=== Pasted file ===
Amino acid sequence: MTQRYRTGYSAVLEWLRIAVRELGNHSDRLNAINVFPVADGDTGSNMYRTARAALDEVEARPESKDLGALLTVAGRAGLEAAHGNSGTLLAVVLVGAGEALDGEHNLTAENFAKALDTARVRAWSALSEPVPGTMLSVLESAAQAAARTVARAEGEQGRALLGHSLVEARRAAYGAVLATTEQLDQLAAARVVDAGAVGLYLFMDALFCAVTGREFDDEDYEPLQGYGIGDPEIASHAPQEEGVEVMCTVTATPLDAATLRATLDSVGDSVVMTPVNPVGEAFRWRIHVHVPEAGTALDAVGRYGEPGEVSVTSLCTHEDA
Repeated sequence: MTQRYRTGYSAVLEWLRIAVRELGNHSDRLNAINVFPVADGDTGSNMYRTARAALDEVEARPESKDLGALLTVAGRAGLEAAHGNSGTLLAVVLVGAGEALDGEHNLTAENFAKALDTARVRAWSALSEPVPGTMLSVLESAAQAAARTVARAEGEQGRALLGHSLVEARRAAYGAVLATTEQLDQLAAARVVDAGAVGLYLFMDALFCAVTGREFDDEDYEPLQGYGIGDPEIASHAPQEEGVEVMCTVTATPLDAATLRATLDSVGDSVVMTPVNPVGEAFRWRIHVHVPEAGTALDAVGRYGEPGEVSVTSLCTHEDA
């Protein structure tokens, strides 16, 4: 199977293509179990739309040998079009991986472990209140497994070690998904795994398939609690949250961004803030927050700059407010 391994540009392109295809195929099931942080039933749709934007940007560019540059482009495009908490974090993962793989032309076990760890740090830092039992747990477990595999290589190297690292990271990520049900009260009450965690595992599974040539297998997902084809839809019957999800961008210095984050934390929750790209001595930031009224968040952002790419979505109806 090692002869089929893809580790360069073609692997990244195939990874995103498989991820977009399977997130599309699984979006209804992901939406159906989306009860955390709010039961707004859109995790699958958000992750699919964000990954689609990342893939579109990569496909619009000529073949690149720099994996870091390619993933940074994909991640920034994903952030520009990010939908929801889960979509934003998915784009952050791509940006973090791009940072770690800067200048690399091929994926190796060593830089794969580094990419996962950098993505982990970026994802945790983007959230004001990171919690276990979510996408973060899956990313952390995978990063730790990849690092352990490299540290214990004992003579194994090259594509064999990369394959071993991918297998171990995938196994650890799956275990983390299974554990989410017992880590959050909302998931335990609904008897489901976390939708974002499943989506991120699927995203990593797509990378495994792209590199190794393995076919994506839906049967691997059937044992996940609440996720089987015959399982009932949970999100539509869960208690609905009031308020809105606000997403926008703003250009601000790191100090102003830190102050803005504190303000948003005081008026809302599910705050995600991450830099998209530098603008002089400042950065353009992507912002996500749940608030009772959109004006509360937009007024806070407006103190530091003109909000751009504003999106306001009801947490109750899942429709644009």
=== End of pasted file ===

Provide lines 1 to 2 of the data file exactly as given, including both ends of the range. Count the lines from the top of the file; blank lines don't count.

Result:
Amino acid sequence: MTQRYRTGYSAVLEWLRIAVRELGNHSDRLNAINVFPVADGDTGSNMYRTARAALDEVEARPESKDLGALLTVAGRAGLEAAHGNSGTLLAVVLVGAGEALDGEHNLTAENFAKALDTARVRAWSALSEPVPGTMLSVLESAAQAAARTVARAEGEQGRALLGHSLVEARRAAYGAVLATTEQLDQLAAARVVDAGAVGLYLFMDALFCAVTGREFDDEDYEPLQGYGIGDPEIASHAPQEEGVEVMCTVTATPLDAATLRATLDSVGDSVVMTPVNPVGEAFRWRIHVHVPEAGTALDAVGRYGEPGEVSVTSLCTHEDA
Repeated sequence: MTQRYRTGYSAVLEWLRIAVRELGNHSDRLNAINVFPVADGDTGSNMYRTARAALDEVEARPESKDLGALLTVAGRAGLEAAHGNSGTLLAVVLVGAGEALDGEHNLTAENFAKALDTARVRAWSALSEPVPGTMLSVLESAAQAAARTVARAEGEQGRALLGHSLVEARRAAYGAVLATTEQLDQLAAARVVDAGAVGLYLFMDALFCAVTGREFDDEDYEPLQGYGIGDPEIASHAPQEEGVEVMCTVTATPLDAATLRATLDSVGDSVVMTPVNPVGEAFRWRIHVHVPEAGTALDAVGRYGEPGEVSVTSLCTHEDA